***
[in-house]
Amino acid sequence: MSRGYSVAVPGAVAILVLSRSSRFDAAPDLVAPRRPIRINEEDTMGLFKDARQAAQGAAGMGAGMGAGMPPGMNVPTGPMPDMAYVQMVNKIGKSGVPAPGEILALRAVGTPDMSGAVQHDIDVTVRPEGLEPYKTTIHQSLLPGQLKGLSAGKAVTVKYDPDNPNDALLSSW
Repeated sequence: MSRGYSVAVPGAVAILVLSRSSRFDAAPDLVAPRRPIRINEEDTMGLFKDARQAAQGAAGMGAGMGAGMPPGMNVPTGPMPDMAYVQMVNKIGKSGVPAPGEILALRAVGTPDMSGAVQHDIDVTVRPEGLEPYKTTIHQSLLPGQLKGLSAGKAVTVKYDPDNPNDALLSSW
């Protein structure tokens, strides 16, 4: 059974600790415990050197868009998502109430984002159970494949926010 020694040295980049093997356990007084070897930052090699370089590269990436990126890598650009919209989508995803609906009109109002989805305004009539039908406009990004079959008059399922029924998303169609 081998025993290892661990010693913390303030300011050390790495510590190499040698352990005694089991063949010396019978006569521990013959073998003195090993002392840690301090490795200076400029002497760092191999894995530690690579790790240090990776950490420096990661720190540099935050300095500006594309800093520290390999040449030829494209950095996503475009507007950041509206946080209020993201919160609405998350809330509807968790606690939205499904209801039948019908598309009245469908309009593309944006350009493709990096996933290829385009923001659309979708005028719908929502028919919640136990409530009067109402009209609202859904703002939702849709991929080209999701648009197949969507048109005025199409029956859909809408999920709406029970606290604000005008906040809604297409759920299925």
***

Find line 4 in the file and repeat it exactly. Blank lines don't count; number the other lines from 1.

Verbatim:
């Protein structure tokens, strides 16, 4: 059974600790415990050197868009998502109430984002159970494949926010 020694040295980049093997356990007084070897930052090699370089590269990436990126890598650009919209989508995803609906009109109002989805305004009539039908406009990004079959008059399922029924998303169609 081998025993290892661990010693913390303030300011050390790495510590190499040698352990005694089991063949010396019978006569521990013959073998003195090993002392840690301090490795200076400029002497760092191999894995530690690579790790240090990776950490420096990661720190540099935050300095500006594309800093520290390999040449030829494209950095996503475009507007950041509206946080209020993201919160609405998350809330509807968790606690939205499904209801039948019908598309009245469908309009593309944006350009493709990096996933290829385009923001659309979708005028719908929502028919919640136990409530009067109402009209609202859904703002939702849709991929080209999701648009197949969507048109005025199409029956859909809408999920709406029970606290604000005008906040809604297409759920299925």